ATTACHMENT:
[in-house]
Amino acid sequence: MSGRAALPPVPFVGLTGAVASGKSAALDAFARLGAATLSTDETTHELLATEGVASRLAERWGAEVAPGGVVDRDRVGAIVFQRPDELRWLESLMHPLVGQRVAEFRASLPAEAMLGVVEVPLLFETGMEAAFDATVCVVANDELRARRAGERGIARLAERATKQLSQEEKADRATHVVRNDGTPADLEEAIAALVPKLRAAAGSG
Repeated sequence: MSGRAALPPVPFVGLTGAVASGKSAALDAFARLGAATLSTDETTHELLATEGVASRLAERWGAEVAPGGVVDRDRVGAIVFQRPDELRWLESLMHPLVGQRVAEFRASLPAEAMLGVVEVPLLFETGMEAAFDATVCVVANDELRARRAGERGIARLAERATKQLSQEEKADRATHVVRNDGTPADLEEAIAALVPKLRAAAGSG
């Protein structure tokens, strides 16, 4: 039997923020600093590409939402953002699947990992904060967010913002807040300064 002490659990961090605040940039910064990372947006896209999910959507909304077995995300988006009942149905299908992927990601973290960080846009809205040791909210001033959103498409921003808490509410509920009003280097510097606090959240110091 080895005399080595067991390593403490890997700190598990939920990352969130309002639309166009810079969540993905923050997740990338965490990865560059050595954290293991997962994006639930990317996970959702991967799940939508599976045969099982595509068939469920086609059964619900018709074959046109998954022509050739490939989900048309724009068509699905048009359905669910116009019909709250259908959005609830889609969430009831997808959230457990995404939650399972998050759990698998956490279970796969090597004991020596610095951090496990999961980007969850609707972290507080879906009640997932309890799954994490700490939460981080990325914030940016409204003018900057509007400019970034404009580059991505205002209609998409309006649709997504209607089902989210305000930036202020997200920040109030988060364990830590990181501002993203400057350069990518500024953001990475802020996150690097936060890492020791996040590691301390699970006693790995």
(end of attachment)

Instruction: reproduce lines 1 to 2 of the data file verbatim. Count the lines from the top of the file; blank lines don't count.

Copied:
[in-house]
Amino acid sequence: MSGRAALPPVPFVGLTGAVASGKSAALDAFARLGAATLSTDETTHELLATEGVASRLAERWGAEVAPGGVVDRDRVGAIVFQRPDELRWLESLMHPLVGQRVAEFRASLPAEAMLGVVEVPLLFETGMEAAFDATVCVVANDELRARRAGERGIARLAERATKQLSQEEKADRATHVVRNDGTPADLEEAIAALVPKLRAAAGSG